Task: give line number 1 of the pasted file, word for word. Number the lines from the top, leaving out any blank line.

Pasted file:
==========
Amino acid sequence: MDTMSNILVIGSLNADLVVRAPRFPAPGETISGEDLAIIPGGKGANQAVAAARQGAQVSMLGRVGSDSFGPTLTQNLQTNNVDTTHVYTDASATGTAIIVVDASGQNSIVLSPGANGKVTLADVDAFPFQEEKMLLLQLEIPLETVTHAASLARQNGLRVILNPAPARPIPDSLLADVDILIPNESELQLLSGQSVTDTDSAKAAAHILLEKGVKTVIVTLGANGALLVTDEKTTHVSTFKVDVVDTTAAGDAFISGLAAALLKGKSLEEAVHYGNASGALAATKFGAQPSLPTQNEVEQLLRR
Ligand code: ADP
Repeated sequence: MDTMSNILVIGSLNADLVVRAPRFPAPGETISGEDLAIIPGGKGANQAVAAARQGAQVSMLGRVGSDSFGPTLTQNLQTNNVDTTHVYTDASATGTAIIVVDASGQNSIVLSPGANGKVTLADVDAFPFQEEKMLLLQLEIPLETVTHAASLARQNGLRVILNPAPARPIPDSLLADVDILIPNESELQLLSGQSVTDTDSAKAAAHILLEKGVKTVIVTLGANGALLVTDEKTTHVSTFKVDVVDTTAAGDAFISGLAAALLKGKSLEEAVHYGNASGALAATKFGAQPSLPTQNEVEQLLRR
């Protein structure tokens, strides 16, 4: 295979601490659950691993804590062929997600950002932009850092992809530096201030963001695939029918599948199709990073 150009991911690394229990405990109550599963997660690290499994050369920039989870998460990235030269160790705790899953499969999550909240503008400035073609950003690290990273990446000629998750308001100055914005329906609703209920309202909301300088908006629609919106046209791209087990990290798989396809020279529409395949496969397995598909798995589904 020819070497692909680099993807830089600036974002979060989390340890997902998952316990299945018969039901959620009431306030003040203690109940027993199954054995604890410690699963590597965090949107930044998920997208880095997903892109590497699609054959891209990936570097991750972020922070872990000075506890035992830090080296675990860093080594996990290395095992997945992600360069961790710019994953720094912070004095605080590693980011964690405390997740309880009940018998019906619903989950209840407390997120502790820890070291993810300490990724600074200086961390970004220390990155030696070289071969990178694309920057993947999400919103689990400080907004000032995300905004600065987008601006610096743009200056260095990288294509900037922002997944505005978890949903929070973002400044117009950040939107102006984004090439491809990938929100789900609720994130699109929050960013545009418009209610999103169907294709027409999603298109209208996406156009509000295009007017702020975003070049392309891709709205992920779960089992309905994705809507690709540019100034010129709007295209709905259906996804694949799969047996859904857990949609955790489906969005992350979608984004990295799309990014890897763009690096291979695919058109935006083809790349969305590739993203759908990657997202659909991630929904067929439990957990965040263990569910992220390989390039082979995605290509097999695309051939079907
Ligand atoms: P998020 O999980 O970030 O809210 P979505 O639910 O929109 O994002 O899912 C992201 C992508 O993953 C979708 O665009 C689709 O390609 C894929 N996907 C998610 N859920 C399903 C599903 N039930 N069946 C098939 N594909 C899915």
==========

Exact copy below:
Amino acid sequence: MDTMSNILVIGSLNADLVVRAPRFPAPGETISGEDLAIIPGGKGANQAVAAARQGAQVSMLGRVGSDSFGPTLTQNLQTNNVDTTHVYTDASATGTAIIVVDASGQNSIVLSPGANGKVTLADVDAFPFQEEKMLLLQLEIPLETVTHAASLARQNGLRVILNPAPARPIPDSLLADVDILIPNESELQLLSGQSVTDTDSAKAAAHILLEKGVKTVIVTLGANGALLVTDEKTTHVSTFKVDVVDTTAAGDAFISGLAAALLKGKSLEEAVHYGNASGALAATKFGAQPSLPTQNEVEQLLRR